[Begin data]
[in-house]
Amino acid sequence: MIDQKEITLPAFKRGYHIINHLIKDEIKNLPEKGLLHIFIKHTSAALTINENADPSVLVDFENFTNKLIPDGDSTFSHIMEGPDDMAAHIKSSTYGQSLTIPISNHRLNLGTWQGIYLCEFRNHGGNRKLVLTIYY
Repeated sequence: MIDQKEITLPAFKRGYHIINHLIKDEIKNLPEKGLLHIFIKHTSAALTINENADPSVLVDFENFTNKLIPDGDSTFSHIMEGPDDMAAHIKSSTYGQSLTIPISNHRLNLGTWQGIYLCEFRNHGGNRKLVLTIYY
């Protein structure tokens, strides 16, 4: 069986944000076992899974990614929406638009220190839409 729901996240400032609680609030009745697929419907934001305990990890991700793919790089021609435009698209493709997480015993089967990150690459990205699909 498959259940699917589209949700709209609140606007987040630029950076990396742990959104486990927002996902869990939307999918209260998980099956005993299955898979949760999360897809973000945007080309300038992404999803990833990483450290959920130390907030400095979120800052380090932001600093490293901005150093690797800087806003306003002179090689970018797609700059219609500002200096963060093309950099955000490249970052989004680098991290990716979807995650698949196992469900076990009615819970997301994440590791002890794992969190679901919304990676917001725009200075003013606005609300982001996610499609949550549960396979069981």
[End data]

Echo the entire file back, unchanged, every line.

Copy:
[in-house]
Amino acid sequence: MIDQKEITLPAFKRGYHIINHLIKDEIKNLPEKGLLHIFIKHTSAALTINENADPSVLVDFENFTNKLIPDGDSTFSHIMEGPDDMAAHIKSSTYGQSLTIPISNHRLNLGTWQGIYLCEFRNHGGNRKLVLTIYY
Repeated sequence: MIDQKEITLPAFKRGYHIINHLIKDEIKNLPEKGLLHIFIKHTSAALTINENADPSVLVDFENFTNKLIPDGDSTFSHIMEGPDDMAAHIKSSTYGQSLTIPISNHRLNLGTWQGIYLCEFRNHGGNRKLVLTIYY
């Protein structure tokens, strides 16, 4: 069986944000076992899974990614929406638009220190839409 729901996240400032609680609030009745697929419907934001305990990890991700793919790089021609435009698209493709997480015993089967990150690459990205699909 498959259940699917589209949700709209609140606007987040630029950076990396742990959104486990927002996902869990939307999918209260998980099956005993299955898979949760999360897809973000945007080309300038992404999803990833990483450290959920130390907030400095979120800052380090932001600093490293901005150093690797800087806003306003002179090689970018797609700059219609500002200096963060093309950099955000490249970052989004680098991290990716979807995650698949196992469900076990009615819970997301994440590791002890794992969190679901919304990676917001725009200075003013606005609300982001996610499609949550549960396979069981």